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November 25, 2020 09:00pm
By Sara Karlovitch, Assistant Editor
A structured transition program can ease the change from pediatric to adult diabetes care, resulting in improvements in clinic attendance and satisfaction, as well as decreased emotional burden for the duration of intervention, according to a study presented at the American Diabetes Associationâ€™s 77th Scientific Sessions in San Diego.
A structured transition program can ease the change from pediatric to adult diabetes care, resulting in improvements in clinic attendance and satisfaction, as well as decreased emotional burden for the duration of intervention, according to a study presented at the American Diabetes Association’s 77th Scientific Sessions in San Diego.
Young adult patients with diabetes who move from receiving care in a pediatric setting to an adult setting can struggle with managing their diabetes and are susceptible to worsening glycemic control and its complications.
This multicenter, randomized trial in Canada enrolled 205 youth between the ages of 17 and 20 with type 1 diabetes who received care at diabetes clinics in academic or community settings. The study aimed to determine if a structured transition intervention program, and in particular access to a Transition Coordinator, would prove beneficial to young adults with type 1 diabetes during the transition of care from adolescence to adulthood.
The patients were randomly assigned to 2 groups—one with 104 patients in a structured transition care program, and one with 101 patients who received standard care, which did not include access to a Transition Coordinator. The transition program was designed to provide additional support to the youth and included a dedicated Transition Coordinator, who was a certified diabetes educator, to assist the patients in the transition process. The coordinator attended the patients’ clinic visits, and was accessible between visits by email, text or phone to problem solve specific diabetes care issues, and to coach the patients in navigating the health care system.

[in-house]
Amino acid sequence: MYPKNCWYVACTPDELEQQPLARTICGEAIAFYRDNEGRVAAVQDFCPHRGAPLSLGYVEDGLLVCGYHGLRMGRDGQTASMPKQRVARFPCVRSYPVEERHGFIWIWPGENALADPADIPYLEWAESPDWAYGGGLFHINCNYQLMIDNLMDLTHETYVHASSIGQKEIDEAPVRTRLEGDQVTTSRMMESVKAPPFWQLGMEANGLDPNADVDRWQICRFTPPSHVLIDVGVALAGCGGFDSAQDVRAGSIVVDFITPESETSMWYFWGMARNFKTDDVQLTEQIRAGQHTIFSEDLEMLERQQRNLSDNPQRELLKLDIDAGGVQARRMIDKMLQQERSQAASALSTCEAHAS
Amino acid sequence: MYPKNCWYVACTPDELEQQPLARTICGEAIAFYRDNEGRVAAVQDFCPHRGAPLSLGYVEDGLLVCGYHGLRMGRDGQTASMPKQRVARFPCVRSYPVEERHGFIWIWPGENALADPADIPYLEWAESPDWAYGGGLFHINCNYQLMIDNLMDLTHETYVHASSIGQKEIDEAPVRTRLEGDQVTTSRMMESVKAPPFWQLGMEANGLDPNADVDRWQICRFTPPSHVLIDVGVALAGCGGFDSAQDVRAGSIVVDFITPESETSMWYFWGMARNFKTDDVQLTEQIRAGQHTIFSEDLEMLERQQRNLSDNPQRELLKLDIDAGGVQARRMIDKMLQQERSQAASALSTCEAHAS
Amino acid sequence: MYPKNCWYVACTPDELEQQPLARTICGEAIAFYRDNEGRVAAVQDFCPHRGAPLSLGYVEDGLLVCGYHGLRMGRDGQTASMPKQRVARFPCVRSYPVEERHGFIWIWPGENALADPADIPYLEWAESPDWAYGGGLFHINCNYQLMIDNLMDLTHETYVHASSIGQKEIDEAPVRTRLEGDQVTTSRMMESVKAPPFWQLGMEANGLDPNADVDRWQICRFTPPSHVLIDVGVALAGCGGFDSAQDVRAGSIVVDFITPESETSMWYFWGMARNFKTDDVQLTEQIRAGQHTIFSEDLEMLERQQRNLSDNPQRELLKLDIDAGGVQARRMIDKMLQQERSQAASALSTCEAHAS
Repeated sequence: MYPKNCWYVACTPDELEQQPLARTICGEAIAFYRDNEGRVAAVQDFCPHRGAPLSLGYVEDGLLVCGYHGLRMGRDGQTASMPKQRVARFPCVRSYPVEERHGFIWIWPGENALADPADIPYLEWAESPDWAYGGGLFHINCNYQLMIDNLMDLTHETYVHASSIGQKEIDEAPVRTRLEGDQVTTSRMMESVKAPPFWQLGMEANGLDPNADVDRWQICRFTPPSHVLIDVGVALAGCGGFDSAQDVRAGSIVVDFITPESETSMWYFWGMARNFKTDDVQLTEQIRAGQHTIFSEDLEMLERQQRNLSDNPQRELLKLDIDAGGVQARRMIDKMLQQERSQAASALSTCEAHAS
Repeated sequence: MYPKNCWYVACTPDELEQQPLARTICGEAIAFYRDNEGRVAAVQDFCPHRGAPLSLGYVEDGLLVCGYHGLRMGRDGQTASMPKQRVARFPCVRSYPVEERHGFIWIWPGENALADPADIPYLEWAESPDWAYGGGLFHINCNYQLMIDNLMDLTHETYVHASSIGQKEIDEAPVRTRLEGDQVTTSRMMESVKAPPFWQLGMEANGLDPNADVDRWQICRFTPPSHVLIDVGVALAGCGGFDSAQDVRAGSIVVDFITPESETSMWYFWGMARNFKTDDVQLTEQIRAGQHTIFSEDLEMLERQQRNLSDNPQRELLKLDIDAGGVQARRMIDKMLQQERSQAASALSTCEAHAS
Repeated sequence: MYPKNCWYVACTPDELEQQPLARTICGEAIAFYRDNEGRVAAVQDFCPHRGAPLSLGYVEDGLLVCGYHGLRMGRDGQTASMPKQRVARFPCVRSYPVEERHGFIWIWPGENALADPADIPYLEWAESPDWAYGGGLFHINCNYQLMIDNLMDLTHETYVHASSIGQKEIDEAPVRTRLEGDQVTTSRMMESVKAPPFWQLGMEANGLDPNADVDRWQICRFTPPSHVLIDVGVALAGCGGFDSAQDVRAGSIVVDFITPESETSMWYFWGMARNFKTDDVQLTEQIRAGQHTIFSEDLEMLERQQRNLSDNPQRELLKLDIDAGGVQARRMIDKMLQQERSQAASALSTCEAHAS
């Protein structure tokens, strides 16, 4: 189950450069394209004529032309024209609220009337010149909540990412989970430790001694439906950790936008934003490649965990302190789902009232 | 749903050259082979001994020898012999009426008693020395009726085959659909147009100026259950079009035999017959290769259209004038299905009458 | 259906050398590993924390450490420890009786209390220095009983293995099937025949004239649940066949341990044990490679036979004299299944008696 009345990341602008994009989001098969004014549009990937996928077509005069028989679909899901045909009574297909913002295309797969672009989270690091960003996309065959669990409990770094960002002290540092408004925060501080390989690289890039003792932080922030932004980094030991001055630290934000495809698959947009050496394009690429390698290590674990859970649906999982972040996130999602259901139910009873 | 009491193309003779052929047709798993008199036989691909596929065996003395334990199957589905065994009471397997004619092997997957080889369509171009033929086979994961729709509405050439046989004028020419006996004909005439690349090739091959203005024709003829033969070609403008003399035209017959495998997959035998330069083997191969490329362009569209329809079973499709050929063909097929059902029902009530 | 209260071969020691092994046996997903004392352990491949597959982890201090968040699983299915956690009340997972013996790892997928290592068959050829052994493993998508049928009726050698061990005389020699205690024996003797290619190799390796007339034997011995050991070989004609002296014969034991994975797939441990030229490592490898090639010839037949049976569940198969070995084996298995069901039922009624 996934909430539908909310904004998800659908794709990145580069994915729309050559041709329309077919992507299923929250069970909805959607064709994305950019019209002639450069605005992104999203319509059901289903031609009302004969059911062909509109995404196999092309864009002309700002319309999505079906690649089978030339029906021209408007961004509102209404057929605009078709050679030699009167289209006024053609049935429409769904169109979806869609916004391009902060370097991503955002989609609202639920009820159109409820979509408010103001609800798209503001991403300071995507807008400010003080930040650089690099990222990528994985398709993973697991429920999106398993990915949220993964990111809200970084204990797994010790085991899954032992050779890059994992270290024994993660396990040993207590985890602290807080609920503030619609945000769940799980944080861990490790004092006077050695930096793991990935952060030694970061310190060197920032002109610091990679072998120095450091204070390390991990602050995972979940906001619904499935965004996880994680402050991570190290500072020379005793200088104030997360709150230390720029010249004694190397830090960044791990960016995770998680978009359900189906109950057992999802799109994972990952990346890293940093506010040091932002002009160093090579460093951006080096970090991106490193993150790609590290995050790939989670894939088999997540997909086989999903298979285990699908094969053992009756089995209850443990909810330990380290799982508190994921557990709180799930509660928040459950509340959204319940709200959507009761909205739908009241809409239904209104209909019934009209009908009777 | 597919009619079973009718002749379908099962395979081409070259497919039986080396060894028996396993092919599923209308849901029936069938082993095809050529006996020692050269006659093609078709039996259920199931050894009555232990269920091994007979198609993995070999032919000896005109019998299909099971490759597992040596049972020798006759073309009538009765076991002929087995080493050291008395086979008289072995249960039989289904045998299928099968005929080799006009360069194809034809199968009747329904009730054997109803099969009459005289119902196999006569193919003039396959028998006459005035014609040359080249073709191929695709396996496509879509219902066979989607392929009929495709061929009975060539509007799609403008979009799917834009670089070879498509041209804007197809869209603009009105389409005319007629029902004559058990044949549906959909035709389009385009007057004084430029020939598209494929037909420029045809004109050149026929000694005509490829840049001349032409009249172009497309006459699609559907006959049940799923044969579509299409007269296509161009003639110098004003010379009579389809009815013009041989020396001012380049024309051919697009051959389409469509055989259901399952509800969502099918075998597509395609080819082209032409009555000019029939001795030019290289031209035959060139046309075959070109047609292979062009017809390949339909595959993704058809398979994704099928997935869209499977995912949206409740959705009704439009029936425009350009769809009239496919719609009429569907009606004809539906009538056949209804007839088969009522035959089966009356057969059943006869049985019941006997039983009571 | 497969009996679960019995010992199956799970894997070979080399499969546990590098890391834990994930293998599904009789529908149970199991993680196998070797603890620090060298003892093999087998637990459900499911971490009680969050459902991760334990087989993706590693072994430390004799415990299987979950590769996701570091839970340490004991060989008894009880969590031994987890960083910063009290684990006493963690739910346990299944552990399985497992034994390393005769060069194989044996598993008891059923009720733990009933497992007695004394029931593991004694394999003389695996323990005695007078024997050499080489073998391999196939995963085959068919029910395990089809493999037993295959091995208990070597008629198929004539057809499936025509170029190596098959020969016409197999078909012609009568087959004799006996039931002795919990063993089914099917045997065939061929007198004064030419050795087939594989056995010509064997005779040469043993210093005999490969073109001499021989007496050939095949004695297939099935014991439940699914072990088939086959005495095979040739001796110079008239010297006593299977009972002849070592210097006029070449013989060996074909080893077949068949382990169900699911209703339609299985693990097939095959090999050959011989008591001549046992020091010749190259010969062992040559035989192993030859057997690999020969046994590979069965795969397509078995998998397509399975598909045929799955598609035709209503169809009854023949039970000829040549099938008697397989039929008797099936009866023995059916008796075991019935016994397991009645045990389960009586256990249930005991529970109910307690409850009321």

During the 18-month program, patients were seen in the pediatric care setting for 6 months, and then transferred to adult care, where they continued intervention or standard care for one year. Patients were given questionnaires to complete, and these questionnaires were completed by 71 (68.3%) of the patients in the structured transition program and by 57 (56.4%) of the patients in the standard care group.
considered in other chronic childhood conditions, such as cystic fibrosis, congenital heart disease and inflammatory bowel disease.”
Patients in the transition group reported they were more satisfied with care than patients in the standard care group (28.9% vs. 27.9%, P=0.04), and they reported less emotional burden of diabetes (2.3% vs. 2.7%, P=0.03). “This is the first study to address the transition problem in a rigorous, scientific manner, and we were pleased to find improved clinic attendance rates and satisfaction with care during the intervention period. Although A1C levels were not statistically different between the two groups of patients, we were encouraged to see a trend for improved blood sugar control in the group with access to the Transition Coordinator, while the opposite was seen in the group who did not have this opportunity," lead study author Tamara Spaic, MD, MSc, assistant professor in the department of medicine, division of endocrinology and metabolism at the University of Western Ontario said in a press release about the study. "Transition coordinator support should become a standard of care for young adults with type 1 diabetes during the transition from pediatric to adult diabetes case since it improves continuity and satisfaction of care. A similar model could also be
Spaic T, et al. A Structured transition program in young adults with type 1 diabetes is associated with improved satisfaction with diabetes care. Presented at: The American Diabetes Association’s 77th Scientific Sessions, June 9-13, 2017. San Diego.